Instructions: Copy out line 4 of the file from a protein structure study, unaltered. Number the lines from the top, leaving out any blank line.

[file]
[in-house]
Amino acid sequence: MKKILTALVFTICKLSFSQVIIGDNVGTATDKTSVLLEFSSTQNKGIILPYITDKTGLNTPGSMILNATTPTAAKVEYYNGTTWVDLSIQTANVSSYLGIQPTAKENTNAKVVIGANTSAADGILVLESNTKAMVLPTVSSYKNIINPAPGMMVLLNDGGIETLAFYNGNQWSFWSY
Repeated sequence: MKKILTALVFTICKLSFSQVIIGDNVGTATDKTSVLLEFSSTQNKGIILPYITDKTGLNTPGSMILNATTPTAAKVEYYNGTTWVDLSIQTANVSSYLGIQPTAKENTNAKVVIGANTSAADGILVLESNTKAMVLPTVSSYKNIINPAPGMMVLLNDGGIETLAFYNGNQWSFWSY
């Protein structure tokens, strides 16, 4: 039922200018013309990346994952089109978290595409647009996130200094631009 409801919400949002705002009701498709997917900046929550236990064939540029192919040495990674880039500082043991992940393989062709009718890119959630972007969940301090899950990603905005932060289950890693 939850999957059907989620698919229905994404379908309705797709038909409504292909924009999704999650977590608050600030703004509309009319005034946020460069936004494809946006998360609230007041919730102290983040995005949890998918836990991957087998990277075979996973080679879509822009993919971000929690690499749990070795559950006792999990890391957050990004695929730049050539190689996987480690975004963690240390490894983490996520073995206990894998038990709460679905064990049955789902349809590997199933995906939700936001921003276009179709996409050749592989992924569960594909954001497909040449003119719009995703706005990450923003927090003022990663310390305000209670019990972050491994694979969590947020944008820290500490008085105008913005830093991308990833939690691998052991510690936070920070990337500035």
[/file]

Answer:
């Protein structure tokens, strides 16, 4: 039922200018013309990346994952089109978290595409647009996130200094631009 409801919400949002705002009701498709997917900046929550236990064939540029192919040495990674880039500082043991992940393989062709009718890119959630972007969940301090899950990603905005932060289950890693 939850999957059907989620698919229905994404379908309705797709038909409504292909924009999704999650977590608050600030703004509309009319005034946020460069936004494809946006998360609230007041919730102290983040995005949890998918836990991957087998990277075979996973080679879509822009993919971000929690690499749990070795559950006792999990890391957050990004695929730049050539190689996987480690975004963690240390490894983490996520073995206990894998038990709460679905064990049955789902349809590997199933995906939700936001921003276009179709996409050749592989992924569960594909954001497909040449003119719009995703706005990450923003927090003022990663310390305000209670019990972050491994694979969590947020944008820290500490008085105008913005830093991308990833939690691998052991510690936070920070990337500035």